Can Computers Be Creative? (26 October 2015)

What is creativity? Historically, human creativity has been a neglected topic in psychology in general and intelligence testing in particular. Despite this, creativity is considered by most to be an essential component of human intelligence and of thinking.

Consequently, in attempting to answer the question of whether computers can be creative we must first ask if they can think and then it is only natural to ask whether computers can think creatively.

Many feel, in fact, that whereas computers can excel in well-structured areas of problem solving – e.g. logic, algebra, etc. – they have little hope of ever producing truly creative work. For a work to be creative it must be novel and useful – this represents an enormous challenge.

Prof Miller will discuss creativity in general, the nature of thinking and whether computers can think, focussing on whether algorithms can tap into human creativity? After all, is not the mind an information processor akin to a digital computer? Perhaps, like the human mind, computers too can be creative!

Prof. Arthur I Miller

Arthur I Miller is fascinated by the nature of creative thinking – in art on the one hand and science on the other. What are the similarities, what are the differences?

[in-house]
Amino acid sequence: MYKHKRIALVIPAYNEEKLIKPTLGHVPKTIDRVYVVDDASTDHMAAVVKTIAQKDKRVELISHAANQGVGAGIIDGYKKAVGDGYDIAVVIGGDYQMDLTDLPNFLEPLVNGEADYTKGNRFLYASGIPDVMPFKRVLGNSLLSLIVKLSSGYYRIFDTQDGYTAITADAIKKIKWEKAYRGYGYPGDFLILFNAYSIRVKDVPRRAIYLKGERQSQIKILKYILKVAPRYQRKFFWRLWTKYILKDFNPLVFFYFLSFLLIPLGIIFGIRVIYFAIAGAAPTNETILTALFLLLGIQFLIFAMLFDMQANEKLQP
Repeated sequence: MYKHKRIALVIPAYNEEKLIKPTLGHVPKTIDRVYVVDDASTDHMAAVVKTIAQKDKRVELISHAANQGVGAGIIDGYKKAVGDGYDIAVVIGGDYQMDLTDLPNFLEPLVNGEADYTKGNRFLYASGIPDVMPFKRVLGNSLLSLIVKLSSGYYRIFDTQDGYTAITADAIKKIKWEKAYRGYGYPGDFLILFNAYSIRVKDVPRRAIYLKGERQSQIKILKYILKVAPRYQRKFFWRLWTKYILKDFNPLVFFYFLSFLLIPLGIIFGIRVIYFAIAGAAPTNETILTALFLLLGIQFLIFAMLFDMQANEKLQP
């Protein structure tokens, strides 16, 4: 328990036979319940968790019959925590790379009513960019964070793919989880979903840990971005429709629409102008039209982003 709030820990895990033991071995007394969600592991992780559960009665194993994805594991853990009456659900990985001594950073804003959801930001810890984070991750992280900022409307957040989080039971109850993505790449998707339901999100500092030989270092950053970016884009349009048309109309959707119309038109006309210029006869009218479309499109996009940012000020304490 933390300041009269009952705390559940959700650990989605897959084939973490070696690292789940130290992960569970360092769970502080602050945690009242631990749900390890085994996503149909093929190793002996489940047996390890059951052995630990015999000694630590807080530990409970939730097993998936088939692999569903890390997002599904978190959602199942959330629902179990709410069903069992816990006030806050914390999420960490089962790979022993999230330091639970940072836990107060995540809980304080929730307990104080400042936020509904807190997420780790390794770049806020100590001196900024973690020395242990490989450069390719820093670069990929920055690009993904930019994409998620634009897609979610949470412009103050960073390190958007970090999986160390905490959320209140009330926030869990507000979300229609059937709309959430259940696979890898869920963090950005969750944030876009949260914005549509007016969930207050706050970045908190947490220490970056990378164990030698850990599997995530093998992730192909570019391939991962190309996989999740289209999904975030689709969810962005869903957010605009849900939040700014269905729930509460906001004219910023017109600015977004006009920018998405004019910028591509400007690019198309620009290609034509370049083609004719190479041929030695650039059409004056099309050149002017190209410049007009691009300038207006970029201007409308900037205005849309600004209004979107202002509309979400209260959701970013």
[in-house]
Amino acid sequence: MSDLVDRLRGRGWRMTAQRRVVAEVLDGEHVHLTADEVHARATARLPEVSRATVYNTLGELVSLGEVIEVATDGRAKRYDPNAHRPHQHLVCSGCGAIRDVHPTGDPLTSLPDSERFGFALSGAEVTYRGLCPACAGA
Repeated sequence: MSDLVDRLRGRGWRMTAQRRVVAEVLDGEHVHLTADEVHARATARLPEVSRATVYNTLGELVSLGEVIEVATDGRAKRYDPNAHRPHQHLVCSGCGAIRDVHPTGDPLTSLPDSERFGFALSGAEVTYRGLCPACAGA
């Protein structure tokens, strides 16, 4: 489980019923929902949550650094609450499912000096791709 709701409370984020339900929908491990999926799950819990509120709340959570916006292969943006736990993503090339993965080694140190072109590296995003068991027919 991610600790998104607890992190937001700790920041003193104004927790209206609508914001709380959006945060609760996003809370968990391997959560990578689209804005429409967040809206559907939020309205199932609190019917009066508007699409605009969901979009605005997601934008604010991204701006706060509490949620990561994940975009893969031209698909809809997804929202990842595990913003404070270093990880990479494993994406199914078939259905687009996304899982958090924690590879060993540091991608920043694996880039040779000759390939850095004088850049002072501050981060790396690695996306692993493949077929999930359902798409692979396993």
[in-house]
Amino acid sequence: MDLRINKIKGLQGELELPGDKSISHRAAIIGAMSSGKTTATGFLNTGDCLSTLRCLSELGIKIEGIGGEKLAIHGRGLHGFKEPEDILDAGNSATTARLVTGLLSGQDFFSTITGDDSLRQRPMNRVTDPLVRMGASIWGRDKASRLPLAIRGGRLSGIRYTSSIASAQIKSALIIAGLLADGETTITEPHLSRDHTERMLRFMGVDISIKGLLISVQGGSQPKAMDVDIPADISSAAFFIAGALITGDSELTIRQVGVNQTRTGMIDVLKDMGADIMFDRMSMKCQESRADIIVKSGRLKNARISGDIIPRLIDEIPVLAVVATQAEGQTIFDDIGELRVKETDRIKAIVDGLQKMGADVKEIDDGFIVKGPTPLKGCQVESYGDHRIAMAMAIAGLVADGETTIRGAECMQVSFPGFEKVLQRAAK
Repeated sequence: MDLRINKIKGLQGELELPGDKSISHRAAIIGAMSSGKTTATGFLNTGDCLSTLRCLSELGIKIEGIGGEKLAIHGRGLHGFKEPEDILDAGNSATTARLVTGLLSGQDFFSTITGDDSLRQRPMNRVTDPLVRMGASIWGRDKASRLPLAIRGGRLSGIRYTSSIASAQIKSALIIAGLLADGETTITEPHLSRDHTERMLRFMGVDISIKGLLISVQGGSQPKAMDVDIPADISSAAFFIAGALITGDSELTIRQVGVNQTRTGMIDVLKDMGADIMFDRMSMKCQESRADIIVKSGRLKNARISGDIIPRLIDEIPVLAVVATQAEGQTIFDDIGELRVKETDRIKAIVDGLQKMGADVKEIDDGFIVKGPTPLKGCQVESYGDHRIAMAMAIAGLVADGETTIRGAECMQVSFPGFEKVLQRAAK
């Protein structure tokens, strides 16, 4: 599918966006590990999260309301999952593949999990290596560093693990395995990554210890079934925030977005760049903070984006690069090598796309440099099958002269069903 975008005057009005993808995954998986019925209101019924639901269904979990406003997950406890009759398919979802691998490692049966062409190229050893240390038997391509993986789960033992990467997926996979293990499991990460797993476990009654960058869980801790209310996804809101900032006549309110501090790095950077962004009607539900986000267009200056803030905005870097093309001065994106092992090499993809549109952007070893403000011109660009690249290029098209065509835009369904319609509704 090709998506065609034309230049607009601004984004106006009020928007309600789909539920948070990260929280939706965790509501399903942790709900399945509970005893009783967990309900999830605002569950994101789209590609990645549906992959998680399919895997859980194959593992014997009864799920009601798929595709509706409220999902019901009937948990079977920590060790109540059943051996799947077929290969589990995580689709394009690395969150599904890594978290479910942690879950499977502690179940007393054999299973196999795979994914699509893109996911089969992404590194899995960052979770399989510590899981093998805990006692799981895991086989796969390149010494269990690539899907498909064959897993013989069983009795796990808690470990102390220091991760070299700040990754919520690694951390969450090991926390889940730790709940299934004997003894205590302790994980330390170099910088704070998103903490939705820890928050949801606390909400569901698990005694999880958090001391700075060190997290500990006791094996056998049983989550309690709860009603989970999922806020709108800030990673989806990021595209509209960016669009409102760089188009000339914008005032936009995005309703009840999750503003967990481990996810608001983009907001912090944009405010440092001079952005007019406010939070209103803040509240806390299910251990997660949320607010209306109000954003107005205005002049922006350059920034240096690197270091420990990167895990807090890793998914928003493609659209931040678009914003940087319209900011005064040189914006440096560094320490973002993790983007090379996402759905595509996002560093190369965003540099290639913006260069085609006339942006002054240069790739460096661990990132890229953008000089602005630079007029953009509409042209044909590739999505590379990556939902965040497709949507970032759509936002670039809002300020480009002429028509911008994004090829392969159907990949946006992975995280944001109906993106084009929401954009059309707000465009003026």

He has published many critically acclaimed books, including Insights of Genius; Einstein, Picasso; Empire of the Stars and 137, and writes for the Guardian and The New York Times.

An experienced broadcaster and lecturer, he has curated exhibitions on art/science and writes engagingly about complex social and intellectual dramas, weaving the personal with the scientific to produce thoroughly-researched works that read like novels.

He is professor emeritus of history and philosophy of science at University College London. His latest book Colliding Worlds: How Cutting-Edge Science is Redefining Contemporary Art tells the story of how art, science and technology are fusing in the twenty-first century.

He has interviewed leading figures in the world of science-influenced art and spent time and lectured at CERN, the MIT Media Lab, Le Laboratoire, the School of Visual Arts and Ars Electronica; in 2013 he was a juror for the Prix Ars Electronica for Hybrid Art.